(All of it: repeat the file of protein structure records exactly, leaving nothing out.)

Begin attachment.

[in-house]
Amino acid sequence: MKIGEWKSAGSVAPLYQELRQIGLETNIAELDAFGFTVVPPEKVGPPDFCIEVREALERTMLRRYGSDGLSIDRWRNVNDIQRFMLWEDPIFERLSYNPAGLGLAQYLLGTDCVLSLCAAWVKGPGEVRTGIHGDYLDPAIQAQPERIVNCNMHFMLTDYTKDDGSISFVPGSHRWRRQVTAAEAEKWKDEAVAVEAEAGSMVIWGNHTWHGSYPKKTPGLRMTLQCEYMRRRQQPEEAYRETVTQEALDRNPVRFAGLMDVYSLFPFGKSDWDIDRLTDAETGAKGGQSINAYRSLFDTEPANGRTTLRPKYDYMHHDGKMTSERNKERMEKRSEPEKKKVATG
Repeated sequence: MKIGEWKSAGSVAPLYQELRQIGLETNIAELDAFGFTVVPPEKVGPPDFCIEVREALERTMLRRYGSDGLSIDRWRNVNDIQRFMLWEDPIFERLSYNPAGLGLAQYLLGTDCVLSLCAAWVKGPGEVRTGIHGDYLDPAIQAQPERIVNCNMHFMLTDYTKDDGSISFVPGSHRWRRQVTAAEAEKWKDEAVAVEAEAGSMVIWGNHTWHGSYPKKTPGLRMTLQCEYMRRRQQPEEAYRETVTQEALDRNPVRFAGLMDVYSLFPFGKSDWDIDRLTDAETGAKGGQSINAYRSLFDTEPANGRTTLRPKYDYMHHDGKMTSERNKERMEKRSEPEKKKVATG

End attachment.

[in-house]
Amino acid sequence: MKIGEWKSAGSVAPLYQELRQIGLETNIAELDAFGFTVVPPEKVGPPDFCIEVREALERTMLRRYGSDGLSIDRWRNVNDIQRFMLWEDPIFERLSYNPAGLGLAQYLLGTDCVLSLCAAWVKGPGEVRTGIHGDYLDPAIQAQPERIVNCNMHFMLTDYTKDDGSISFVPGSHRWRRQVTAAEAEKWKDEAVAVEAEAGSMVIWGNHTWHGSYPKKTPGLRMTLQCEYMRRRQQPEEAYRETVTQEALDRNPVRFAGLMDVYSLFPFGKSDWDIDRLTDAETGAKGGQSINAYRSLFDTEPANGRTTLRPKYDYMHHDGKMTSERNKERMEKRSEPEKKKVATG
Repeated sequence: MKIGEWKSAGSVAPLYQELRQIGLETNIAELDAFGFTVVPPEKVGPPDFCIEVREALERTMLRRYGSDGLSIDRWRNVNDIQRFMLWEDPIFERLSYNPAGLGLAQYLLGTDCVLSLCAAWVKGPGEVRTGIHGDYLDPAIQAQPERIVNCNMHFMLTDYTKDDGSISFVPGSHRWRRQVTAAEAEKWKDEAVAVEAEAGSMVIWGNHTWHGSYPKKTPGLRMTLQCEYMRRRQQPEEAYRETVTQEALDRNPVRFAGLMDVYSLFPFGKSDWDIDRLTDAETGAKGGQSINAYRSLFDTEPANGRTTLRPKYDYMHHDGKMTSERNKERMEKRSEPEKKKVATG